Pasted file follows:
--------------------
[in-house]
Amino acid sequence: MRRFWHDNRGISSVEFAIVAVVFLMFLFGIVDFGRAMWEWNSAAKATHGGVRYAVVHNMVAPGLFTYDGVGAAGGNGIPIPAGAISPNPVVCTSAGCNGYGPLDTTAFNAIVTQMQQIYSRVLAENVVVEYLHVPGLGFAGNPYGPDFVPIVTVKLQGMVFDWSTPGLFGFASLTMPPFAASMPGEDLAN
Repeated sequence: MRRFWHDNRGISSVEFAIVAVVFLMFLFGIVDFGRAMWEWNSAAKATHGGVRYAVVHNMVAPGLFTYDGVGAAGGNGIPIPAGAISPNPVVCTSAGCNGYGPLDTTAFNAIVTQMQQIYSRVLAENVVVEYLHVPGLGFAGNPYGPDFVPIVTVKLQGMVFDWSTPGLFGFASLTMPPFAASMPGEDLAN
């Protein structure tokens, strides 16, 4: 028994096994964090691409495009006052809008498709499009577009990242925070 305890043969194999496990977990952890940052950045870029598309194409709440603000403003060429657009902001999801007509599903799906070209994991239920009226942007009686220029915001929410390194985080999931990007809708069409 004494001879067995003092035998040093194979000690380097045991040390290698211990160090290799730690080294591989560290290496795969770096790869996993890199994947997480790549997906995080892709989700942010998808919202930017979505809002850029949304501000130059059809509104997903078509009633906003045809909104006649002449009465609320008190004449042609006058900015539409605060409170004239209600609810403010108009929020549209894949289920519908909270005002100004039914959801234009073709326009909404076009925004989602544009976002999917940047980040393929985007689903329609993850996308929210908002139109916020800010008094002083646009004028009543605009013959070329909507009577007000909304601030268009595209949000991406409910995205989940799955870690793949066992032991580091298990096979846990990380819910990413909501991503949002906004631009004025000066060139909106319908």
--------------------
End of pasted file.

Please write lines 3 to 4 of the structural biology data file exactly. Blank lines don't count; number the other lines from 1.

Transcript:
Repeated sequence: MRRFWHDNRGISSVEFAIVAVVFLMFLFGIVDFGRAMWEWNSAAKATHGGVRYAVVHNMVAPGLFTYDGVGAAGGNGIPIPAGAISPNPVVCTSAGCNGYGPLDTTAFNAIVTQMQQIYSRVLAENVVVEYLHVPGLGFAGNPYGPDFVPIVTVKLQGMVFDWSTPGLFGFASLTMPPFAASMPGEDLAN
């Protein structure tokens, strides 16, 4: 028994096994964090691409495009006052809008498709499009577009990242925070 305890043969194999496990977990952890940052950045870029598309194409709440603000403003060429657009902001999801007509599903799906070209994991239920009226942007009686220029915001929410390194985080999931990007809708069409 004494001879067995003092035998040093194979000690380097045991040390290698211990160090290799730690080294591989560290290496795969770096790869996993890199994947997480790549997906995080892709989700942010998808919202930017979505809002850029949304501000130059059809509104997903078509009633906003045809909104006649002449009465609320008190004449042609006058900015539409605060409170004239209600609810403010108009929020549209894949289920519908909270005002100004039914959801234009073709326009909404076009925004989602544009976002999917940047980040393929985007689903329609993850996308929210908002139109916020800010008094002083646009004028009543605009013959070329909507009577007000909304601030268009595209949000991406409910995205989940799955870690793949066992032991580091298990096979846990990380819910990413909501991503949002906004631009004025000066060139909106319908």